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Guests on Earth Hardcover – 15 October 2013

4.2 out of 5 stars 293 ratings

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Product details

  • Hardcover: 337 pages
  • Publisher: Algonquin Books (15 October 2013)
  • Language: English
  • ISBN-10: 9781616202538
  • ISBN-13: 978-1616202538
  • ASIN: 161620253X
  • Product Dimensions: 16 x 2.7 x 23.6 cm
  • Boxed-product Weight: 630 g
  • Customer Reviews: 4.2 out of 5 stars293 customer ratings

Product description

Review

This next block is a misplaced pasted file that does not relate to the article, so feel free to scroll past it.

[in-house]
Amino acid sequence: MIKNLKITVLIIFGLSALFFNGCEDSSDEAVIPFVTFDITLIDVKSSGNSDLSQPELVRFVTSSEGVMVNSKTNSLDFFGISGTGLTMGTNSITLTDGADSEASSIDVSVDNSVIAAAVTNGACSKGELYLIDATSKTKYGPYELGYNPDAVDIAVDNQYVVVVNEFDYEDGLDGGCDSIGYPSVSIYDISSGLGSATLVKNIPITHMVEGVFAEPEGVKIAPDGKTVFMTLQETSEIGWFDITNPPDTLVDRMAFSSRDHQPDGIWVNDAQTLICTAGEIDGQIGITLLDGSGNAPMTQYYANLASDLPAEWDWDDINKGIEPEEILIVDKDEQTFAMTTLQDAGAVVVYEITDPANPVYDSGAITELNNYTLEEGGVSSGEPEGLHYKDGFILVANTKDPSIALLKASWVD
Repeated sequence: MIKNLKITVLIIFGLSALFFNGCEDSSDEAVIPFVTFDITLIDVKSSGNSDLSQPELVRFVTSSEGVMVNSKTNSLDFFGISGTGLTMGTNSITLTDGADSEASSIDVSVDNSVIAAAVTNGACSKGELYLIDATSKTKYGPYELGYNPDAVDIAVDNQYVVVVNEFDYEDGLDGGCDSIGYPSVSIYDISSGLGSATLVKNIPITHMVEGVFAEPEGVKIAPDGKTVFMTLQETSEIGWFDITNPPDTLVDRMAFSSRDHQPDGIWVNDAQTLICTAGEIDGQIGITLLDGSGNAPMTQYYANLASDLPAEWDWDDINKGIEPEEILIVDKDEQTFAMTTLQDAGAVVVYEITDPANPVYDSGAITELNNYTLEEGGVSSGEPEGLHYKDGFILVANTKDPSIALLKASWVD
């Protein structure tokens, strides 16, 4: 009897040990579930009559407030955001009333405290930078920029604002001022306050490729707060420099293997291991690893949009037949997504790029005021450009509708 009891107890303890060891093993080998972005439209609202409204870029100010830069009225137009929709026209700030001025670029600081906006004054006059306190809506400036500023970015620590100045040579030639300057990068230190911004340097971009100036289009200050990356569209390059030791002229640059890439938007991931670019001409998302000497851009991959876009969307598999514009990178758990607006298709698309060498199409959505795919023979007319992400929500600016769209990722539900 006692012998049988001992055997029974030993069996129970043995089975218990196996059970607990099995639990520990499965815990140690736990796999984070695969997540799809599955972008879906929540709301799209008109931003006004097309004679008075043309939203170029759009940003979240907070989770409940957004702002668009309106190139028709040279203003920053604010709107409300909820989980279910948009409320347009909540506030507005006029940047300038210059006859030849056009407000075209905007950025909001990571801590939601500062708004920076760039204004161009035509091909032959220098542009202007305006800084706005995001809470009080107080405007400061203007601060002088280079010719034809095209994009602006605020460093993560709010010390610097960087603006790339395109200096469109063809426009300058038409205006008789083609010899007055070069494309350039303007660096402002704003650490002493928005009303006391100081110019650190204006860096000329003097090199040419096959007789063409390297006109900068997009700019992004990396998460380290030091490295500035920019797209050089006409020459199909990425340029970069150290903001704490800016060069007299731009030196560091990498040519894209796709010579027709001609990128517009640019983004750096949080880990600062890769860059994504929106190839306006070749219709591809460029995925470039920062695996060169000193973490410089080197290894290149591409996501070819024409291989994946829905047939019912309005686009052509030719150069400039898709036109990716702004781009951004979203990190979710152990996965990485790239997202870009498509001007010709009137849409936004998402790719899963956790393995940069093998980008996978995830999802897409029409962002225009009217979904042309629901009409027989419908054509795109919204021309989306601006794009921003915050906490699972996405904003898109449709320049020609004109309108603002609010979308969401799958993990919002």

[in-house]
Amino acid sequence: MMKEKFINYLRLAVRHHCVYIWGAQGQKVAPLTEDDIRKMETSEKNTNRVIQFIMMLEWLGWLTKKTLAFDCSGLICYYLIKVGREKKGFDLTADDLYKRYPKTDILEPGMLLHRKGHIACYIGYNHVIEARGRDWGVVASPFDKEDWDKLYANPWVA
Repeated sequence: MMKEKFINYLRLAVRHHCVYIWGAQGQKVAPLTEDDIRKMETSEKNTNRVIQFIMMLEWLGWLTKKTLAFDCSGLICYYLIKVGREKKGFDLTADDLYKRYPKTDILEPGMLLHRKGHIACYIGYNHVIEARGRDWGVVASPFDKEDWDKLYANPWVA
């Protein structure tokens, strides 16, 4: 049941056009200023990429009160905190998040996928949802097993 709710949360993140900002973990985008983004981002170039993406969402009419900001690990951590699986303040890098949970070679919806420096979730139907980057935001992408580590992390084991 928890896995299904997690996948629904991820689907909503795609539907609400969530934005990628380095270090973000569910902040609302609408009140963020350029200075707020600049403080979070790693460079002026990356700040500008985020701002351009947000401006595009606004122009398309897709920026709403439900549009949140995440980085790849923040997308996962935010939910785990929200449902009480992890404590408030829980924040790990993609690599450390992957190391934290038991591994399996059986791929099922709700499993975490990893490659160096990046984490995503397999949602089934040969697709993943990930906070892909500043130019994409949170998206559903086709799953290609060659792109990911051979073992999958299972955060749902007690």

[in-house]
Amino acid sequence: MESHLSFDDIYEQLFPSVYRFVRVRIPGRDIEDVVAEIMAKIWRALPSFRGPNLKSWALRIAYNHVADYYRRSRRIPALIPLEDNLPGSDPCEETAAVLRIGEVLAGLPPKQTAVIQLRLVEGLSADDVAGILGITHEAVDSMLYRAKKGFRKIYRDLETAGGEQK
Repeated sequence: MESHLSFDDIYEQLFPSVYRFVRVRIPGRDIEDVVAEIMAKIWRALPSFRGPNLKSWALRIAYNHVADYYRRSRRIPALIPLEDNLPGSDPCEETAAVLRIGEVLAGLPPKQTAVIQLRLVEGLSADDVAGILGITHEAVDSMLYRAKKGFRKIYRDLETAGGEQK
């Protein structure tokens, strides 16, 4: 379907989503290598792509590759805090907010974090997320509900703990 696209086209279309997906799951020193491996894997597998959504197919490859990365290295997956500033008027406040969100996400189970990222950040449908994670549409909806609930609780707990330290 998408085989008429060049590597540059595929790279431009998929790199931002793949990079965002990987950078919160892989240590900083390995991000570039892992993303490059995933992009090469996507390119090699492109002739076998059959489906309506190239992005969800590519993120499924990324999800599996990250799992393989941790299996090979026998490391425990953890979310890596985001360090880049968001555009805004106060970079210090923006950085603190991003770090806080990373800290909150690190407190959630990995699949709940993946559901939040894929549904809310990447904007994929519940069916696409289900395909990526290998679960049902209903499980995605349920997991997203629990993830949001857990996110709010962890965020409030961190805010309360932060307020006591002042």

[An] elegant historical novel . . . Lee Smith is an assured and accomplished writer, and her use of Zelda as a subject in Guests on Earth is brilliant . . . This is a carefully researched, utterly charming novel. By the time you finish it, you fall in love with these fascinating lives, too. The Washington Post Guests on Earth is a mesmerizing novel about a time and place where creativity and passion, theory and medicine, fact and fiction, are luminously intertwined. BookPage Indeed, most of the high spirited, rebellious, outspoken women who populate Guests on Earth would not now be considered insane at all. Smith s imaginative, layered story illuminates the complexity of their collective plight to be put in towers until they had no choice but to behave and rescues them one by one. The Atlanta Journal-Constitution [An] engaging and engrossing novel . . . Smith s well-developed characters, rich historical detail and easy prose create a novel that some may call her best yet, and which it just may be. Minneapolis Star Tribune Those who enjoyed Smith s previous work (e.g., Fair and Tender Ladies; The Last Girls) will certainly appreciate this absorbing book, as will those interested in the history of treating mental illness in the United States and fans of Southern or Appalachian fiction. Library Journal With Guests on Earth, Lee Smith shines new light on a shadowy, complex subject . . . She offers a broader historical perspective--and with it, a captivating, inimitable voice. The Raleigh News and Observer Treading the fine line between sanity and insanity, this historical novel imagines the 12 years proceeding the 1948 fire that engulfed a North Carolina mental hospital and killed F. Scott Fitzgerald s estranged wife, Zelda. Ms. Magazine Engaging . . . Touching. Publishers Weekly This is Lee Smith at her powerful best, writing the South she knows through the eyes of a woman who lived it. Adriana Trigiani, author of Big Stone Gap and The Shoemaker's Wife In Guests on Earth Lee Smith gives evidence again of the grace and insight that distinguish her work. Her characters are realized with singular intensity, the most vivid interior life, and flawless dialogue. Reading Lee Smith ranks among the great pleasures of American fiction. Robert Stone, author of Death of the Black-Haired Girl and Dog Soldiers"